Raél Jero Salley's artwork addresses a wide range of human experience. His practice struggles through issues of representation, broadly. It is grounded in the history and tradition of painting, and the creative work addresses its subjects in non-linear, non-narrative ways. In his work he responds creatively to things and ideas that strike him as interesting—space, movement, landscape, abstraction—big ideas, and also small ones too.
“I produce artwork in series or groups. They come together and appear as projects. I think of the works appearing more like constellations. It's challenging to communicate this verbally or narratively, but visually it can make sense.”
His work examines archival photography where each photograph is a starting point for producing a painting. Ideas are expanded on by working through them visually in paintings which are based on one (or a few) of the photographs discovered.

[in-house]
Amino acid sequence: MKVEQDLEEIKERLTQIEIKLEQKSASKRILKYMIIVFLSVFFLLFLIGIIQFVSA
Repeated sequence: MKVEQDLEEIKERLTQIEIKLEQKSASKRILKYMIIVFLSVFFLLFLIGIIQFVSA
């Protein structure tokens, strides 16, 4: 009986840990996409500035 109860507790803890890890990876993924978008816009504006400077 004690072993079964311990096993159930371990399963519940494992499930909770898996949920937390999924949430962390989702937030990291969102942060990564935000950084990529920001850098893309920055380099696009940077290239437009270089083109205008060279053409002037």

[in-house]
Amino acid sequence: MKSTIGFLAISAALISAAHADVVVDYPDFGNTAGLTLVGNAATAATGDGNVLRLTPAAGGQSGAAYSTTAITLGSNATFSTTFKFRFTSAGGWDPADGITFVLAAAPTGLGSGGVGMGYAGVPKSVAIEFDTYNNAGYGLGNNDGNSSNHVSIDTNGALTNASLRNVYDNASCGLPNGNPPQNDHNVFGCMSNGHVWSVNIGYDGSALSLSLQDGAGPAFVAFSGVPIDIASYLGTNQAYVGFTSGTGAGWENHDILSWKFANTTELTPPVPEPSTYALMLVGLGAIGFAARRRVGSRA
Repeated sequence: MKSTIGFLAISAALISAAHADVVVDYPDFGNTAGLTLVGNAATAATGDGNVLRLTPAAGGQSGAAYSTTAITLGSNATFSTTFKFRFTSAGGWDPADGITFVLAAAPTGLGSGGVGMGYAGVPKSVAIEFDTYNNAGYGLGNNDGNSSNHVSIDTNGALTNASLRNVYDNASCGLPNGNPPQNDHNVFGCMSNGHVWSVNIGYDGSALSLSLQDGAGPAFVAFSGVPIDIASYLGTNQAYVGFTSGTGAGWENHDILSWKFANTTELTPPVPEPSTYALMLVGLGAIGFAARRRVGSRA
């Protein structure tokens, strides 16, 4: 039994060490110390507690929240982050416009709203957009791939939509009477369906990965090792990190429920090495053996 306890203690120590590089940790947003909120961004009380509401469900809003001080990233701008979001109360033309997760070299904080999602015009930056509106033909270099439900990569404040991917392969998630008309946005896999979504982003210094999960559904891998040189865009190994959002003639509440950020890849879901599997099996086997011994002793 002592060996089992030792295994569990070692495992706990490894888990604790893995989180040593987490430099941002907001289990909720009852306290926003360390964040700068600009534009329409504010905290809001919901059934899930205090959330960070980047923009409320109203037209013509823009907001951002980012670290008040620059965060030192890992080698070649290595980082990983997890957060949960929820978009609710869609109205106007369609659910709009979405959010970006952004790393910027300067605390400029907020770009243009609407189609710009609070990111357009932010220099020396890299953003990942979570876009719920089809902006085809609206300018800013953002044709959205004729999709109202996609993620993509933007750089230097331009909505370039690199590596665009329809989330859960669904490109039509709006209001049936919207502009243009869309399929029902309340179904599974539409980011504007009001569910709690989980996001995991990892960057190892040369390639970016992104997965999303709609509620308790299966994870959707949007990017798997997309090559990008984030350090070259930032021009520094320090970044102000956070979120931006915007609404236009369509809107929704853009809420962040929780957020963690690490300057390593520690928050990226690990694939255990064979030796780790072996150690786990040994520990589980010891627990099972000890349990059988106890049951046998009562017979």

This process allows the ideas and working method to be—in a strange way—both conceptual and material at once. As he goes back to the idea of constellations and the idea that humans have probably always made connections by means of picture making—by drawing imaginary lines to link one celestial body to another to gather a sense of our place in the universe.
His general interest is in how we look at things and expect them to be meaningful. He wants his pictures to generate more questions than answers, to open and expand dialog rather than close it down by offering answers.